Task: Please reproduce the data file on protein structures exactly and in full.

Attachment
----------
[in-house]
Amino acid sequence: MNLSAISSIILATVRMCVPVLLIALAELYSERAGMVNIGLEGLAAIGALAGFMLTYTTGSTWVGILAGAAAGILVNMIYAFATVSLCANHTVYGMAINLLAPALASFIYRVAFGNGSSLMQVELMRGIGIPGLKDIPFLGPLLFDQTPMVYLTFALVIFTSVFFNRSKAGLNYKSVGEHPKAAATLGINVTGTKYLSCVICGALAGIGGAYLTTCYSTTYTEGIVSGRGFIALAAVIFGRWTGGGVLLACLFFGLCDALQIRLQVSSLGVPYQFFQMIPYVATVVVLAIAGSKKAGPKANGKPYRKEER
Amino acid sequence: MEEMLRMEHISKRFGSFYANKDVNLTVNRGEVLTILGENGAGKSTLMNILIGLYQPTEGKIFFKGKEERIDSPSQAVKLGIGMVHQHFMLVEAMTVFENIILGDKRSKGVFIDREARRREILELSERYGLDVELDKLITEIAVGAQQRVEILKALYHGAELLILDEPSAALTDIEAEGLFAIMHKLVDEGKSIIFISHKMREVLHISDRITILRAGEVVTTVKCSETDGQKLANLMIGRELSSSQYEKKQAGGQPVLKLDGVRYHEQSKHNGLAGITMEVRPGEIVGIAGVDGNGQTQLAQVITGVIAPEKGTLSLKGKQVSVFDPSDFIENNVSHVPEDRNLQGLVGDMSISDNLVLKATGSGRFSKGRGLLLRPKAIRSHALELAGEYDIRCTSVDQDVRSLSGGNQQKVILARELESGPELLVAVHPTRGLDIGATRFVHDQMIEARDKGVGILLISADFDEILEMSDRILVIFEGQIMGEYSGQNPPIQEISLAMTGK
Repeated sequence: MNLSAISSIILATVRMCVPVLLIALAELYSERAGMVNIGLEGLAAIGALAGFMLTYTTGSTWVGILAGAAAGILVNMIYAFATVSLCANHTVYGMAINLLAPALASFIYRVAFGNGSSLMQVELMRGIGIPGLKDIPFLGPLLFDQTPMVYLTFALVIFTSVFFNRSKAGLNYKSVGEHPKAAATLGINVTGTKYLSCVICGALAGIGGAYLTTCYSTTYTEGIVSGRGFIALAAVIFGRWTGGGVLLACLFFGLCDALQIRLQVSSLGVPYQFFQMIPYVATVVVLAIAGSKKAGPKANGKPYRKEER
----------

[in-house]
Amino acid sequence: MNLSAISSIILATVRMCVPVLLIALAELYSERAGMVNIGLEGLAAIGALAGFMLTYTTGSTWVGILAGAAAGILVNMIYAFATVSLCANHTVYGMAINLLAPALASFIYRVAFGNGSSLMQVELMRGIGIPGLKDIPFLGPLLFDQTPMVYLTFALVIFTSVFFNRSKAGLNYKSVGEHPKAAATLGINVTGTKYLSCVICGALAGIGGAYLTTCYSTTYTEGIVSGRGFIALAAVIFGRWTGGGVLLACLFFGLCDALQIRLQVSSLGVPYQFFQMIPYVATVVVLAIAGSKKAGPKANGKPYRKEER
Amino acid sequence: MEEMLRMEHISKRFGSFYANKDVNLTVNRGEVLTILGENGAGKSTLMNILIGLYQPTEGKIFFKGKEERIDSPSQAVKLGIGMVHQHFMLVEAMTVFENIILGDKRSKGVFIDREARRREILELSERYGLDVELDKLITEIAVGAQQRVEILKALYHGAELLILDEPSAALTDIEAEGLFAIMHKLVDEGKSIIFISHKMREVLHISDRITILRAGEVVTTVKCSETDGQKLANLMIGRELSSSQYEKKQAGGQPVLKLDGVRYHEQSKHNGLAGITMEVRPGEIVGIAGVDGNGQTQLAQVITGVIAPEKGTLSLKGKQVSVFDPSDFIENNVSHVPEDRNLQGLVGDMSISDNLVLKATGSGRFSKGRGLLLRPKAIRSHALELAGEYDIRCTSVDQDVRSLSGGNQQKVILARELESGPELLVAVHPTRGLDIGATRFVHDQMIEARDKGVGILLISADFDEILEMSDRILVIFEGQIMGEYSGQNPPIQEISLAMTGK
Repeated sequence: MNLSAISSIILATVRMCVPVLLIALAELYSERAGMVNIGLEGLAAIGALAGFMLTYTTGSTWVGILAGAAAGILVNMIYAFATVSLCANHTVYGMAINLLAPALASFIYRVAFGNGSSLMQVELMRGIGIPGLKDIPFLGPLLFDQTPMVYLTFALVIFTSVFFNRSKAGLNYKSVGEHPKAAATLGINVTGTKYLSCVICGALAGIGGAYLTTCYSTTYTEGIVSGRGFIALAAVIFGRWTGGGVLLACLFFGLCDALQIRLQVSSLGVPYQFFQMIPYVATVVVLAIAGSKKAGPKANGKPYRKEER